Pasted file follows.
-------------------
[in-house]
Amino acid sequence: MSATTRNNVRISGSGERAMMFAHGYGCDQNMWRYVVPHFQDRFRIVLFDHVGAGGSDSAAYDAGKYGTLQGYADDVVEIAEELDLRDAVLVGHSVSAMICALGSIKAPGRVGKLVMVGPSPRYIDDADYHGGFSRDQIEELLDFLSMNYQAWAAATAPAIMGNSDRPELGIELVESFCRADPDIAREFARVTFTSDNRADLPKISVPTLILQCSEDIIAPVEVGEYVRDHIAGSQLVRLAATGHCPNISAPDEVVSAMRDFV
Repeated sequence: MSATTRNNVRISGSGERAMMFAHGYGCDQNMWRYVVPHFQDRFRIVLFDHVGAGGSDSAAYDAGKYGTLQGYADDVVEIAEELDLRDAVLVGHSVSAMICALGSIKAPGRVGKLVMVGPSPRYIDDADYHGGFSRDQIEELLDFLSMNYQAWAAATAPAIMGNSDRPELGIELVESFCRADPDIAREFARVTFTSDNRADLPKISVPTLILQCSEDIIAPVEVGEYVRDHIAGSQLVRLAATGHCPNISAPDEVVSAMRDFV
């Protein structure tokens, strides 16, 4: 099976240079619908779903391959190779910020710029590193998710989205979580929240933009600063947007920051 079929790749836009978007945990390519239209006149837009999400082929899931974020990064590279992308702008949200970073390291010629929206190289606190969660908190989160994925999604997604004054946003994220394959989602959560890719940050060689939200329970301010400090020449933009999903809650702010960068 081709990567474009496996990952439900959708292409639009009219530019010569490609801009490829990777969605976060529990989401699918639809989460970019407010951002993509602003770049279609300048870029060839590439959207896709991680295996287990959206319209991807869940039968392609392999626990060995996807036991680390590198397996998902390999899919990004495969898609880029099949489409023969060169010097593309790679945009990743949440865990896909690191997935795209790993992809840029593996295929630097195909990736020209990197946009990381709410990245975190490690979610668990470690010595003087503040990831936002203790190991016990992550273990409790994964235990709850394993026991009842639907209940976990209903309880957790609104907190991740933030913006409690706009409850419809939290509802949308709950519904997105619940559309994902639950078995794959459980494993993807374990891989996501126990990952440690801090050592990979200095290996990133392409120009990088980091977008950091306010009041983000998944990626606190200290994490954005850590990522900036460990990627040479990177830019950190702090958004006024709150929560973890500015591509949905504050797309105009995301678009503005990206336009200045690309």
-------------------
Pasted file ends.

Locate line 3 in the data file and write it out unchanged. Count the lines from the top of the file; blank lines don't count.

Repeated sequence: MSATTRNNVRISGSGERAMMFAHGYGCDQNMWRYVVPHFQDRFRIVLFDHVGAGGSDSAAYDAGKYGTLQGYADDVVEIAEELDLRDAVLVGHSVSAMICALGSIKAPGRVGKLVMVGPSPRYIDDADYHGGFSRDQIEELLDFLSMNYQAWAAATAPAIMGNSDRPELGIELVESFCRADPDIAREFARVTFTSDNRADLPKISVPTLILQCSEDIIAPVEVGEYVRDHIAGSQLVRLAATGHCPNISAPDEVVSAMRDFV